Exorbitant roaming fees and a lack of adequate technological infrastructure reduce me to idiocy. My smartphone doesn't work when I need it most -- when I am in a foreign country. Why? Because of the roaming charges and greed of my service provider and the difficulty of purchasing a temporary subscription to data services when in a foreign land.
My intelligence is in the cloud. My life is in the cloud. My friends, photographs, ideas and mail. My life. My mind. Take away my cloud and I am left mindless.
Notice that my isolation is only partially the result of technological limitations. The hotel's lack of Internet access could be overcome. They had never experienced a technology conference before so they assumed that only a portion of the attendees would be connected to the Internet, and they would primarily do email. Instead, they got a taste of the future world where everyone has multiple devices requiring Internet connection, all wanting a full experience of rich sound and images. That problem, however, is easily remedied.
The much more fundamental problem is caused by the business models of the service providers, whether they be for radio or television, cable or satellite, telephone or mobile phone. Each of these providers wish to maximize their profit while simultaneously minimizing that of their competition. They try to enforce proprietary standards, locking people into their own distribution: Think proprietary digital rights management systems for music, movies and books, think locked cellular phones, think region codes on movie DVDs, think overly restrictive copyrights on content and over-inclusive patents on inventions and ideas. Each system has some basis in logic and business, each has some legitimate reason for existence. But these systems are implemented and enforced in ways that restrict them far beyond what is necessary -- even to the point of reducing creativity and hurting individuals.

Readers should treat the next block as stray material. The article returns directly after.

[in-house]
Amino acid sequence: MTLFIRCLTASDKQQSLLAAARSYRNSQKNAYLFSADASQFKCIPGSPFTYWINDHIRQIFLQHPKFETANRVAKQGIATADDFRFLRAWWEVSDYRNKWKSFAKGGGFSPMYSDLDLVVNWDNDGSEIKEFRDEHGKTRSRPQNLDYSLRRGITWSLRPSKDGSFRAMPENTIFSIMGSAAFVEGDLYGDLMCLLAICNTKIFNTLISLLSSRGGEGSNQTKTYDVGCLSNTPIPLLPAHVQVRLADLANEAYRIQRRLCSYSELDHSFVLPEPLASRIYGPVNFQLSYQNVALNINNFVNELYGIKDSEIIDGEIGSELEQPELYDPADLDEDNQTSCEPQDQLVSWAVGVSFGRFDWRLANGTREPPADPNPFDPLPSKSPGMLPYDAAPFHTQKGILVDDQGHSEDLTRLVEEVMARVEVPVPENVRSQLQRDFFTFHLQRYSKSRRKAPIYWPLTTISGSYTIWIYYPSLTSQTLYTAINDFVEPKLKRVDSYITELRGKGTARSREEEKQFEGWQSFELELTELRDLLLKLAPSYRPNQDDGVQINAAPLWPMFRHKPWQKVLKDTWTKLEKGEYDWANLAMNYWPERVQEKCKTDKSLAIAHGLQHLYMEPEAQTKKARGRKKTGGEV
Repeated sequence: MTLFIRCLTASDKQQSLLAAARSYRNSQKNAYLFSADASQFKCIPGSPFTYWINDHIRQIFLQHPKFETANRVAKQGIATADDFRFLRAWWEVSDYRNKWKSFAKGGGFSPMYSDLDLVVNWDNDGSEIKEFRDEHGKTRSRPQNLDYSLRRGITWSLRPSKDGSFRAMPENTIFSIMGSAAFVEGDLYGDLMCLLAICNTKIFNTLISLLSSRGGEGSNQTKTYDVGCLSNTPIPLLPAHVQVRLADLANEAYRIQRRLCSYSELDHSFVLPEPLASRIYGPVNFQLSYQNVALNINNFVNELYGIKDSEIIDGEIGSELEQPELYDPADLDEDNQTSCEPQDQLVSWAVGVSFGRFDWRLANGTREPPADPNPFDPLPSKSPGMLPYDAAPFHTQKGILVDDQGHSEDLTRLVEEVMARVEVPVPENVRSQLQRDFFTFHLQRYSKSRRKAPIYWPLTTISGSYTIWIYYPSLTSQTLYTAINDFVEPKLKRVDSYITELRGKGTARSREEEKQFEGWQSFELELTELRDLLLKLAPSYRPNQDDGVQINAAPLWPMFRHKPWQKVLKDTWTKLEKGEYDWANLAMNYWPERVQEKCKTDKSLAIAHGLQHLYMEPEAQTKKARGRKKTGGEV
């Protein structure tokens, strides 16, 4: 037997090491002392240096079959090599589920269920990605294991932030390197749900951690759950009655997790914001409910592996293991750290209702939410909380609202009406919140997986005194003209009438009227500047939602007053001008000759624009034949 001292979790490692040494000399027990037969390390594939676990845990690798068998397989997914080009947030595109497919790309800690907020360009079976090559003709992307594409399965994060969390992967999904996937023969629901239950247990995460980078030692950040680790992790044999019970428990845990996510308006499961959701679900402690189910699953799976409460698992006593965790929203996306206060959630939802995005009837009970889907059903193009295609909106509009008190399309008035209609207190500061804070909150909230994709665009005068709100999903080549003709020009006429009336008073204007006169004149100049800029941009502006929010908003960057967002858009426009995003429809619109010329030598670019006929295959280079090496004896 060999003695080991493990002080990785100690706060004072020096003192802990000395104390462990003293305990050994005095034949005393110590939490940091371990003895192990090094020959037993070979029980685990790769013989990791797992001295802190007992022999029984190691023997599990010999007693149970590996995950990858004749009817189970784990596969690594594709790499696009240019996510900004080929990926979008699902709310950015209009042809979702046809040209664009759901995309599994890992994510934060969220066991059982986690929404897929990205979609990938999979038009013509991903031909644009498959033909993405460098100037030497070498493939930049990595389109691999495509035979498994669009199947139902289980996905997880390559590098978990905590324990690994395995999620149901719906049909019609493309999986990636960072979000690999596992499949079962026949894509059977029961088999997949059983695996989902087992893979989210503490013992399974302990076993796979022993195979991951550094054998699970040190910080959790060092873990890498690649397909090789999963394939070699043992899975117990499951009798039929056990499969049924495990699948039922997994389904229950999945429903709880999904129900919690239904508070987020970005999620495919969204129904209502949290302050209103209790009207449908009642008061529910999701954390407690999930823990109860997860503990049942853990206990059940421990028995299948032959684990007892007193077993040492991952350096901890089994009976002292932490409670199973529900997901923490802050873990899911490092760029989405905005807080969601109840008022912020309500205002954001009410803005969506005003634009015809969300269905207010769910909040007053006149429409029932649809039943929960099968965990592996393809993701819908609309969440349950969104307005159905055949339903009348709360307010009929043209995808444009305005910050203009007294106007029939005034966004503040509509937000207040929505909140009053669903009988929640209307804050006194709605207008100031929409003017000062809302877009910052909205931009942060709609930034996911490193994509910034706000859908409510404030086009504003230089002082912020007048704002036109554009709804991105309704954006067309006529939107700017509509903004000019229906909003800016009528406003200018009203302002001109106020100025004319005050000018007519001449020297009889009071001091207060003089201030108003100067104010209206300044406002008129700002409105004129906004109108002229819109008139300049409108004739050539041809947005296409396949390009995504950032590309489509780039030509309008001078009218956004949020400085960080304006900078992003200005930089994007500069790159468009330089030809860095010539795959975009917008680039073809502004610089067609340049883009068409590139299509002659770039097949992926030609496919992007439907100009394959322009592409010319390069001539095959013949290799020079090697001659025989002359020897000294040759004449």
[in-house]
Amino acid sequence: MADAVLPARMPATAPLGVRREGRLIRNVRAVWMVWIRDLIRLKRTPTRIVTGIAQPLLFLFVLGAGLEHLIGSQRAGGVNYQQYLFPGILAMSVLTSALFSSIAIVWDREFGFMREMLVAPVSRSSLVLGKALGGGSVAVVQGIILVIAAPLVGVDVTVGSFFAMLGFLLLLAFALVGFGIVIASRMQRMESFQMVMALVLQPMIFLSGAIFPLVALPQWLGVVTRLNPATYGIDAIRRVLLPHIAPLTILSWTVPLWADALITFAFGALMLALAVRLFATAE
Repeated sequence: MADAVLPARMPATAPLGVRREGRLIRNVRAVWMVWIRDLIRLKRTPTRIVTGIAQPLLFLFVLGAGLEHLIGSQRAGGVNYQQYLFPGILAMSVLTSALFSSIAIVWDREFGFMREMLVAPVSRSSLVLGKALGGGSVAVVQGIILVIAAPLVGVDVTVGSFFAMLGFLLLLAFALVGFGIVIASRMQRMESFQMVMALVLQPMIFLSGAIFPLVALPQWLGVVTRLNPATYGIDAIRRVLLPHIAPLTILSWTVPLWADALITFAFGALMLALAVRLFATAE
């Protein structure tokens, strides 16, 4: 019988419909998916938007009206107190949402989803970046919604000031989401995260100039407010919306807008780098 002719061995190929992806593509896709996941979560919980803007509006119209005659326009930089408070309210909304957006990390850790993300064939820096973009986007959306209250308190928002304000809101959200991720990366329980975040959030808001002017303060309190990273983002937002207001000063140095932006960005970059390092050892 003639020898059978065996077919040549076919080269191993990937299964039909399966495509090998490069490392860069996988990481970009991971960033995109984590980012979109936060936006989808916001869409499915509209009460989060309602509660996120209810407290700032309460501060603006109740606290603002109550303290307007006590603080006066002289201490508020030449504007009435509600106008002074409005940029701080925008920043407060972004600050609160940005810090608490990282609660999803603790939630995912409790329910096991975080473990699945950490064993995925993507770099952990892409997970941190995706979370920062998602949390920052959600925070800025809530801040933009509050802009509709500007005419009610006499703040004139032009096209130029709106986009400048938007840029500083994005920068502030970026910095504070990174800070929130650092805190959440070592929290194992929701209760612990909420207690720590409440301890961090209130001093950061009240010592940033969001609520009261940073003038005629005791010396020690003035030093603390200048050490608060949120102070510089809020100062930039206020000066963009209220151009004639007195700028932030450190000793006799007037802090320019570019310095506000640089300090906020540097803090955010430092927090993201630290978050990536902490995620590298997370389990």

Wednesday, February 23, 2011
Back to the Walled Garden with You
Don Norman has seen the future of the Internet, and doesn't like it much: